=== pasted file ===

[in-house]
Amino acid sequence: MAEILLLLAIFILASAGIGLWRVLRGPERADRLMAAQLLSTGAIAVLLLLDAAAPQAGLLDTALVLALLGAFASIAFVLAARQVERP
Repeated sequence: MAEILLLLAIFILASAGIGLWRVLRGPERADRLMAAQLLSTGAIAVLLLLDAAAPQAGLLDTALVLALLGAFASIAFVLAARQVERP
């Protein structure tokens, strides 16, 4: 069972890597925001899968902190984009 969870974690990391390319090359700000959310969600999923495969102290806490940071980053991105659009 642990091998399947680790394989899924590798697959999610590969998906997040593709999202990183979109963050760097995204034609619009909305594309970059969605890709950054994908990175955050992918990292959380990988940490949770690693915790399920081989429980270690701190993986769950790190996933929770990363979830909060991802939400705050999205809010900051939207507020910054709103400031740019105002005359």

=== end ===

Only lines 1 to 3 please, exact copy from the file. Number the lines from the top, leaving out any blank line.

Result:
[in-house]
Amino acid sequence: MAEILLLLAIFILASAGIGLWRVLRGPERADRLMAAQLLSTGAIAVLLLLDAAAPQAGLLDTALVLALLGAFASIAFVLAARQVERP
Repeated sequence: MAEILLLLAIFILASAGIGLWRVLRGPERADRLMAAQLLSTGAIAVLLLLDAAAPQAGLLDTALVLALLGAFASIAFVLAARQVERP